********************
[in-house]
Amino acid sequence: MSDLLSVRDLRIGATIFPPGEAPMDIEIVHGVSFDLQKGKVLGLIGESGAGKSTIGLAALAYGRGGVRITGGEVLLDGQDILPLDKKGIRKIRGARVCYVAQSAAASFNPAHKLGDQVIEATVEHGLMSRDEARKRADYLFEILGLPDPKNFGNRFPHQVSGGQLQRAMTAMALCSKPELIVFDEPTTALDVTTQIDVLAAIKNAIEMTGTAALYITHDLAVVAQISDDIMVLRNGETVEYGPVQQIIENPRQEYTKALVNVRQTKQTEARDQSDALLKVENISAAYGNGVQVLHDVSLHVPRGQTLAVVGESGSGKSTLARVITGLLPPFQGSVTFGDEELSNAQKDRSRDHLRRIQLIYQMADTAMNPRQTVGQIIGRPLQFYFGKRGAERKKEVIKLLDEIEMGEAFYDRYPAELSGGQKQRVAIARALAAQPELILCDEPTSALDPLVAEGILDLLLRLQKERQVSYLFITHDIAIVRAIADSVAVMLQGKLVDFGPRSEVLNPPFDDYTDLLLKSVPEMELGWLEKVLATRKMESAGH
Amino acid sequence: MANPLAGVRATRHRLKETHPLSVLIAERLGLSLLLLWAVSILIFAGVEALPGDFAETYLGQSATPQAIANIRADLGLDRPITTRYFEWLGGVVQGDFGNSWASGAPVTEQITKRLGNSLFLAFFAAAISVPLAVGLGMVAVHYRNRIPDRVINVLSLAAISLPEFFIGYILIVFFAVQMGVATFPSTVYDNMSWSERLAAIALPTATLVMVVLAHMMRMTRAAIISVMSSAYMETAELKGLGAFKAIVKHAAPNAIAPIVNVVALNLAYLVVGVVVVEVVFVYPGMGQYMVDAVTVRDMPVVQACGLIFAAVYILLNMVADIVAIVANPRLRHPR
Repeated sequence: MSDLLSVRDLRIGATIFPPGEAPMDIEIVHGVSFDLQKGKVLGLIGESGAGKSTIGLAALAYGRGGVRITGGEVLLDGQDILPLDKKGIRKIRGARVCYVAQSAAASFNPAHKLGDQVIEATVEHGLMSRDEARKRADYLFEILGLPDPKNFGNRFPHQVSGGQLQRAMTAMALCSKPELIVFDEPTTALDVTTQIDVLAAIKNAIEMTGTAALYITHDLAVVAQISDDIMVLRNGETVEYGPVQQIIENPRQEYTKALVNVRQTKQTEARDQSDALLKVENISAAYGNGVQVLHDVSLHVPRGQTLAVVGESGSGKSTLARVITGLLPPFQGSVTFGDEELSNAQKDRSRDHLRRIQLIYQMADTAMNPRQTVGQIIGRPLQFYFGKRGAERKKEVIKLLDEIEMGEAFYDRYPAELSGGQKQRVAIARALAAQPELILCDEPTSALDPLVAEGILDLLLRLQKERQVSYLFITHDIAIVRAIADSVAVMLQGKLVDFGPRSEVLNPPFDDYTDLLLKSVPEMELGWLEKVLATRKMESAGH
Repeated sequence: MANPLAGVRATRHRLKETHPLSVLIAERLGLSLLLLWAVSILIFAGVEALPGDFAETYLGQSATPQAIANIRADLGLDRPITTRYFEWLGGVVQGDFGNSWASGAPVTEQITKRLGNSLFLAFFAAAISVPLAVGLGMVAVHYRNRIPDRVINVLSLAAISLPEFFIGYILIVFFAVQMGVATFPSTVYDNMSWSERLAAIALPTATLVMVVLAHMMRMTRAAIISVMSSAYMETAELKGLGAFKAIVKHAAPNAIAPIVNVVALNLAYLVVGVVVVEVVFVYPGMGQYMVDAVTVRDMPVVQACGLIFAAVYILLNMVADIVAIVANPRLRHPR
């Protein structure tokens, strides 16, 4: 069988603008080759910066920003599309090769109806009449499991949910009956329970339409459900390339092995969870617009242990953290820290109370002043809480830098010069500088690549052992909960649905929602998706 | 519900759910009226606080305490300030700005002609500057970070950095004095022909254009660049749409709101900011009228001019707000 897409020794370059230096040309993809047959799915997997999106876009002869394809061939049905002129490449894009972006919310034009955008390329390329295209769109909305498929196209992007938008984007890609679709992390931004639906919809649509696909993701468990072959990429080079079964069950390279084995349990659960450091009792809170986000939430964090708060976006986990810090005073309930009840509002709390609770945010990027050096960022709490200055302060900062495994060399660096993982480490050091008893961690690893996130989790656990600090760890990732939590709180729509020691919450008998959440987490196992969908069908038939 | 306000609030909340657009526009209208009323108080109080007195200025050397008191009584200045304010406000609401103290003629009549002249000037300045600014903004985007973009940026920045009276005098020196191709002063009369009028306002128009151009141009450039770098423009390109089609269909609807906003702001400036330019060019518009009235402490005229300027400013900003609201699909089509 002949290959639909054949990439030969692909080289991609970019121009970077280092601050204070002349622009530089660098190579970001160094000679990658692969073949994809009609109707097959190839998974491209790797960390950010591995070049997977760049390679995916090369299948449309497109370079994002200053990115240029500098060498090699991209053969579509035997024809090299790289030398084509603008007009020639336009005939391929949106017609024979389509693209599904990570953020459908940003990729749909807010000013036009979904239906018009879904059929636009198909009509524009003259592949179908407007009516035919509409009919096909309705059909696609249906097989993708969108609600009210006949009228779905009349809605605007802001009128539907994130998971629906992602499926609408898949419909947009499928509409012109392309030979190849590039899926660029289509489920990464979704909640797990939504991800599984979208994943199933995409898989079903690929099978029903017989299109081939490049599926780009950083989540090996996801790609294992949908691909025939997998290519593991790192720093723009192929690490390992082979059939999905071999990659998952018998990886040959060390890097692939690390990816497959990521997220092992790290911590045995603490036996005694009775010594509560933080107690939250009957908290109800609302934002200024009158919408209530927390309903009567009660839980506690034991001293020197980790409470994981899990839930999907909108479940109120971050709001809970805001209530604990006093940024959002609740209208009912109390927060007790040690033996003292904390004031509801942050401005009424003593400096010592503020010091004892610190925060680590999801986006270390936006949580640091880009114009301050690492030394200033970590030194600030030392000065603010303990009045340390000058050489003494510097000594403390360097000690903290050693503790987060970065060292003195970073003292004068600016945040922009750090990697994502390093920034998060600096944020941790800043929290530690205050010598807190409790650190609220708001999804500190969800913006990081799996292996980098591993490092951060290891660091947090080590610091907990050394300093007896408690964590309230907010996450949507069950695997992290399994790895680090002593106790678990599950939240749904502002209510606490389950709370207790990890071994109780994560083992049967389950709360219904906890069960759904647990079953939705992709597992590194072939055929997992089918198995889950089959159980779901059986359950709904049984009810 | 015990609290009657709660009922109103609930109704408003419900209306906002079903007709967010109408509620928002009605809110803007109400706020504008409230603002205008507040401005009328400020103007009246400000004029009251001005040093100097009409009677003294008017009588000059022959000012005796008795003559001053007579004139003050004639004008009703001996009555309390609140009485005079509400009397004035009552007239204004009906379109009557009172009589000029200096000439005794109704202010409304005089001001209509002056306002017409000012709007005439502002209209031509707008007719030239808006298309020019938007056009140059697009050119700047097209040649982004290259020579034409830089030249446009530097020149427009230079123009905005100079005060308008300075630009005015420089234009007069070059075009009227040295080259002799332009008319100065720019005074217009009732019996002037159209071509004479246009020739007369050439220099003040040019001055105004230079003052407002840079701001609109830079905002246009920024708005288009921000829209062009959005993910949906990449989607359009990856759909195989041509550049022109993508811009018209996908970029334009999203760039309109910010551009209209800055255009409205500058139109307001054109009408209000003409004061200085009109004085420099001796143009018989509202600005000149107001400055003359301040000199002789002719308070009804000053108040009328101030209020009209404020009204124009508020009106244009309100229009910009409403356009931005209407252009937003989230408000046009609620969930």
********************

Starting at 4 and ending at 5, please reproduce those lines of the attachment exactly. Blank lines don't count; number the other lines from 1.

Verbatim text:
Repeated sequence: MSDLLSVRDLRIGATIFPPGEAPMDIEIVHGVSFDLQKGKVLGLIGESGAGKSTIGLAALAYGRGGVRITGGEVLLDGQDILPLDKKGIRKIRGARVCYVAQSAAASFNPAHKLGDQVIEATVEHGLMSRDEARKRADYLFEILGLPDPKNFGNRFPHQVSGGQLQRAMTAMALCSKPELIVFDEPTTALDVTTQIDVLAAIKNAIEMTGTAALYITHDLAVVAQISDDIMVLRNGETVEYGPVQQIIENPRQEYTKALVNVRQTKQTEARDQSDALLKVENISAAYGNGVQVLHDVSLHVPRGQTLAVVGESGSGKSTLARVITGLLPPFQGSVTFGDEELSNAQKDRSRDHLRRIQLIYQMADTAMNPRQTVGQIIGRPLQFYFGKRGAERKKEVIKLLDEIEMGEAFYDRYPAELSGGQKQRVAIARALAAQPELILCDEPTSALDPLVAEGILDLLLRLQKERQVSYLFITHDIAIVRAIADSVAVMLQGKLVDFGPRSEVLNPPFDDYTDLLLKSVPEMELGWLEKVLATRKMESAGH
Repeated sequence: MANPLAGVRATRHRLKETHPLSVLIAERLGLSLLLLWAVSILIFAGVEALPGDFAETYLGQSATPQAIANIRADLGLDRPITTRYFEWLGGVVQGDFGNSWASGAPVTEQITKRLGNSLFLAFFAAAISVPLAVGLGMVAVHYRNRIPDRVINVLSLAAISLPEFFIGYILIVFFAVQMGVATFPSTVYDNMSWSERLAAIALPTATLVMVVLAHMMRMTRAAIISVMSSAYMETAELKGLGAFKAIVKHAAPNAIAPIVNVVALNLAYLVVGVVVVEVVFVYPGMGQYMVDAVTVRDMPVVQACGLIFAAVYILLNMVADIVAIVANPRLRHPR